_{m0}is the transconductance when gate-to-source bias voltage is 0, I_{D}is the drain current and I_{DSS}is the drain current when the gate-to-source voltage is 0. - For MOSFETs, g
_{m}is - where g
_{mR}is the transconductance at some specified drain bias current I_{DR}

- The common-source amplifier is similar to the common-emitter amplifier
- Fig. 2-11
- Normally R
_{g}>> R so V_{i}= V_{g} - The source voltage is determined from the following equations
- since the current leaving output node and source is zero
- The current through R
_{s}The source voltage is - The voltage gain is
- If rd >> R
_{s}and R_{L}we have the following relationship - For gm R
_{s}>> 1 we have

- The circuit diagram and its equivalent circuit model for source follower are shown in Fig. 2-12
- If R
_{b}>> R_{s}, then - The output impedance is
- which is much smaller than the other two FET amplifier configurations and is the major advantage for this configuration

- The common-gate amplifier is often used in high-frequency application and has a much larger bandwidth than the common source configuration.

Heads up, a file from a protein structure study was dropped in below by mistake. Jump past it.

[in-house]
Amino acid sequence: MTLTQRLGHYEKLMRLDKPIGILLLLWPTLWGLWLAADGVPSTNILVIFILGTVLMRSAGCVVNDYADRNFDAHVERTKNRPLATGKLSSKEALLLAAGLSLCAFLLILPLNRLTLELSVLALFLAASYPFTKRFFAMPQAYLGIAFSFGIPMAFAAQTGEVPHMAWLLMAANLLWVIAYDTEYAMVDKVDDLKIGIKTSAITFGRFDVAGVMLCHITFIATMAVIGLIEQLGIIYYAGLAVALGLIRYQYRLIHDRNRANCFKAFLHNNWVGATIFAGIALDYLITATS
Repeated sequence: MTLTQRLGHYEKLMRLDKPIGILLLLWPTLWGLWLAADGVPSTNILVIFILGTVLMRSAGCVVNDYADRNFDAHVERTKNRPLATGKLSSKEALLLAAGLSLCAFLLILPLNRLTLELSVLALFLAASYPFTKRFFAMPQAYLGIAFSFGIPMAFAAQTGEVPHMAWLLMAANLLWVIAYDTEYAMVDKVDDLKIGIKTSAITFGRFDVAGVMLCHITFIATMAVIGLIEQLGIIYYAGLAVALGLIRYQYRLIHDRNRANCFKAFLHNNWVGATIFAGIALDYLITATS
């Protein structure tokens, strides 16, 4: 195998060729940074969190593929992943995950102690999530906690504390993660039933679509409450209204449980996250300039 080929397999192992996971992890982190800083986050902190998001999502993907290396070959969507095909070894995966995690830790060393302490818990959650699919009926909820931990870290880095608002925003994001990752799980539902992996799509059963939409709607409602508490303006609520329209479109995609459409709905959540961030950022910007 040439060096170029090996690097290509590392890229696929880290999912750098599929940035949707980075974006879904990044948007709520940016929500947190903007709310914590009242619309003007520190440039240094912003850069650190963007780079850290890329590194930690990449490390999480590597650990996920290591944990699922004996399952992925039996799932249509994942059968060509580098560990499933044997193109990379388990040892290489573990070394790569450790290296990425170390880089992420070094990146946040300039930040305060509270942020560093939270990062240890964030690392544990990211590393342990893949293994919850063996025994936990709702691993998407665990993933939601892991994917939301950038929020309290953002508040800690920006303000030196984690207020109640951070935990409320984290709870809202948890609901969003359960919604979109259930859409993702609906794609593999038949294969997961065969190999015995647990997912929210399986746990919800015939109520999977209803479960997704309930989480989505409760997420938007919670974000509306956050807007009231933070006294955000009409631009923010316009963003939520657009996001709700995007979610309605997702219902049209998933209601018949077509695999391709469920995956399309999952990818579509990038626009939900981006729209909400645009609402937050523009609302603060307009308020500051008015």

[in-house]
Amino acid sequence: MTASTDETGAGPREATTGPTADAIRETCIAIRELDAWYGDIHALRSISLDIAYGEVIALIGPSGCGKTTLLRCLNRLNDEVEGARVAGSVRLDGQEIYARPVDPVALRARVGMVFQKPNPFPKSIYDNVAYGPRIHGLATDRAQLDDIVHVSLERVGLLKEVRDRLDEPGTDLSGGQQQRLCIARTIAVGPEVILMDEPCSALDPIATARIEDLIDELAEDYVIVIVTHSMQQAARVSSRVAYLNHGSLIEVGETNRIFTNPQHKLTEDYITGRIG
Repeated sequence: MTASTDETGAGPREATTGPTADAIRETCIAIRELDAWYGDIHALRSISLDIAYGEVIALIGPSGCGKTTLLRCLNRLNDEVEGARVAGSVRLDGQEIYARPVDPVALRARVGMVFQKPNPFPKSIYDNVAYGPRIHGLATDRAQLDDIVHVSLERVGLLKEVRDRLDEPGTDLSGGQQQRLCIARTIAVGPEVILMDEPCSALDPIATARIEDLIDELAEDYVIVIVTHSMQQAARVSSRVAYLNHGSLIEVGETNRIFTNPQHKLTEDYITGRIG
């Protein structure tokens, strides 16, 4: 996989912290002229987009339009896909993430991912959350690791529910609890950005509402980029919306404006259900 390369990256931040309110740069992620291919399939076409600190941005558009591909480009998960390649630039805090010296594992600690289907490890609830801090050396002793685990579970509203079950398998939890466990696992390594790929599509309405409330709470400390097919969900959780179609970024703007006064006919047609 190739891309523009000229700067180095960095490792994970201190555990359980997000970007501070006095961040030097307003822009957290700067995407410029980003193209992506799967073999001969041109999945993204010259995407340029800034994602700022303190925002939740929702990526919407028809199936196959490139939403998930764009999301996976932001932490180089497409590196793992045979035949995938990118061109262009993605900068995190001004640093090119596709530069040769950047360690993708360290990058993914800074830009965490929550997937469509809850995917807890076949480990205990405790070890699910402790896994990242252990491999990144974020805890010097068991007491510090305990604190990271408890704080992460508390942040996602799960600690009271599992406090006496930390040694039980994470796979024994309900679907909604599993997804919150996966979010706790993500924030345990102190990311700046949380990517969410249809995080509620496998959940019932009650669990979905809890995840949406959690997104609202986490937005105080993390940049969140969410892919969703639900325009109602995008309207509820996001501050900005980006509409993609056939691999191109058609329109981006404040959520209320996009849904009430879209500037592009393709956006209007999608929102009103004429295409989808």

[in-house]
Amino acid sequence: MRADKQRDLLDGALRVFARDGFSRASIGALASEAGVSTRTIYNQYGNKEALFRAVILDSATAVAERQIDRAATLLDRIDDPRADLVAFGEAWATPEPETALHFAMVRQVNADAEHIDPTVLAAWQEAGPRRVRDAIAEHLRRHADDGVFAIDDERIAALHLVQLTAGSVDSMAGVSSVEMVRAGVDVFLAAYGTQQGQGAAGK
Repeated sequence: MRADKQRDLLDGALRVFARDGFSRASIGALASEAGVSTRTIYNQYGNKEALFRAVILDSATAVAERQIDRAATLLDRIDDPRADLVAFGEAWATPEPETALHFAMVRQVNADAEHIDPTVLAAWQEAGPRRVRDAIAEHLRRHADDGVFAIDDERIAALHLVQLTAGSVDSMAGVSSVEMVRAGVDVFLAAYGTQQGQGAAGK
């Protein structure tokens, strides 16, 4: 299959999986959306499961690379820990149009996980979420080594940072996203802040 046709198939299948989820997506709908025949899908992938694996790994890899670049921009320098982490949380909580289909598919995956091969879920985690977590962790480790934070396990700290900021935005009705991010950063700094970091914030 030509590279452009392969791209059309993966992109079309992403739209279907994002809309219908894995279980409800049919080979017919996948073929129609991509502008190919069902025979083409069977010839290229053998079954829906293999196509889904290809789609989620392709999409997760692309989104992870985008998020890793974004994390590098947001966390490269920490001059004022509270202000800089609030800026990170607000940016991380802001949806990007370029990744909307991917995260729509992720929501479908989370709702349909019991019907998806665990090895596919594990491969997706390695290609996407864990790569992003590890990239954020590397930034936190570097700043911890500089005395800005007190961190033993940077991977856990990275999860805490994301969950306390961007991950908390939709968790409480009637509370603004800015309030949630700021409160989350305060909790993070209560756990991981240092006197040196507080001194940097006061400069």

- Fig. 2-13

- Thus
- The input impedance at the source can be found by solving for the source
current
- and
- since
- The output impedance is determined as
- but I
_{0}is also the current passing through the source resistance so - The common gate amplifier has the highest output impedance of the three FET amplifier

- Multistage amplifiers are used for impedance matching or to obtain extra gain.
- Power transistors have smaller gain-bandwidth product than low-power transistors, hence the power amplification stage is often operated near unity voltage gain in order to maximize the bandwidth
- Voltage amplification is carried out in the stages preceding the power amplification stage

- The FET cascode circuit has many high-frequency applications that two FETs are often fabricated as a single transistor with 2 gates. The source of the one transistor is continuous with the drain of the other so the device has 1 source, 1 drain and 2 gates
- The device offers low-noise and high gain in radio-frequency applications
- It is a versatile device which can be used as a mixer or automatic gain control amplifier. The equivalent circuit is as shown in Fig. 2-14
- Here gate 2 and the source are grounded
- The load resistance of the first stage is the input resistance of the second stage, and the second stage is a common-gate amplifier. Therefore
- Since
- where g
_{mR}is the transconductance at some specified drain bias current IDR. - Since both transistors have the same drain current g
_{m1}=g_{m2}. Thus V_{i}=-V_{D1}and V_{gs2}=-V_{s2}=-V_{D1}

- Transistors all exhibit a nonlinear characteristic that causes distortion of the input signal levels. Such distortion can be eliminated by push-pull amplifier